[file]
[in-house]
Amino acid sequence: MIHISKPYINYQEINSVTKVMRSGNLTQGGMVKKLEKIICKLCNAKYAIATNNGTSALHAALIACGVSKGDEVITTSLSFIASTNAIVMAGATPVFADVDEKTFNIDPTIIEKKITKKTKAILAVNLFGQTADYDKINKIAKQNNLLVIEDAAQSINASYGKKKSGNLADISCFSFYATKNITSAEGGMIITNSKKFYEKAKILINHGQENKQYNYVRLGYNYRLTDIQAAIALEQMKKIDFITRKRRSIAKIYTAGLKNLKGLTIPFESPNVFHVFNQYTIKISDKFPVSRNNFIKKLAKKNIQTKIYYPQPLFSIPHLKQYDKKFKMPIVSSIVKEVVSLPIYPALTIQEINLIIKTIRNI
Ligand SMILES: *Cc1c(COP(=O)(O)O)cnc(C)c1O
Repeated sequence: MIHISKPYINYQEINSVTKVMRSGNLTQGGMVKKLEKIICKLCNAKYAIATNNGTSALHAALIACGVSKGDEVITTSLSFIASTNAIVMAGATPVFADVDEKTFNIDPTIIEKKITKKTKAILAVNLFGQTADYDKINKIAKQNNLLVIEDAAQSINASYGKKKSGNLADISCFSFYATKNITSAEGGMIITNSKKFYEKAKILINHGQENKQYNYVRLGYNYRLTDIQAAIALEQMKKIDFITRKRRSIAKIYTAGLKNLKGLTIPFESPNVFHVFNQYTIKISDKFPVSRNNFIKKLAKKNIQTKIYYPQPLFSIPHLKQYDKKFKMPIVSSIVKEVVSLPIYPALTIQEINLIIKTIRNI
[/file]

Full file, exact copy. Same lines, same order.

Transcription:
[in-house]
Amino acid sequence: MIHISKPYINYQEINSVTKVMRSGNLTQGGMVKKLEKIICKLCNAKYAIATNNGTSALHAALIACGVSKGDEVITTSLSFIASTNAIVMAGATPVFADVDEKTFNIDPTIIEKKITKKTKAILAVNLFGQTADYDKINKIAKQNNLLVIEDAAQSINASYGKKKSGNLADISCFSFYATKNITSAEGGMIITNSKKFYEKAKILINHGQENKQYNYVRLGYNYRLTDIQAAIALEQMKKIDFITRKRRSIAKIYTAGLKNLKGLTIPFESPNVFHVFNQYTIKISDKFPVSRNNFIKKLAKKNIQTKIYYPQPLFSIPHLKQYDKKFKMPIVSSIVKEVVSLPIYPALTIQEINLIIKTIRNI
Ligand SMILES: *Cc1c(COP(=O)(O)O)cnc(C)c1O
Repeated sequence: MIHISKPYINYQEINSVTKVMRSGNLTQGGMVKKLEKIICKLCNAKYAIATNNGTSALHAALIACGVSKGDEVITTSLSFIASTNAIVMAGATPVFADVDEKTFNIDPTIIEKKITKKTKAILAVNLFGQTADYDKINKIAKQNNLLVIEDAAQSINASYGKKKSGNLADISCFSFYATKNITSAEGGMIITNSKKFYEKAKILINHGQENKQYNYVRLGYNYRLTDIQAAIALEQMKKIDFITRKRRSIAKIYTAGLKNLKGLTIPFESPNVFHVFNQYTIKISDKFPVSRNNFIKKLAKKNIQTKIYYPQPLFSIPHLKQYDKKFKMPIVSSIVKEVVSLPIYPALTIQEINLIIKTIRNI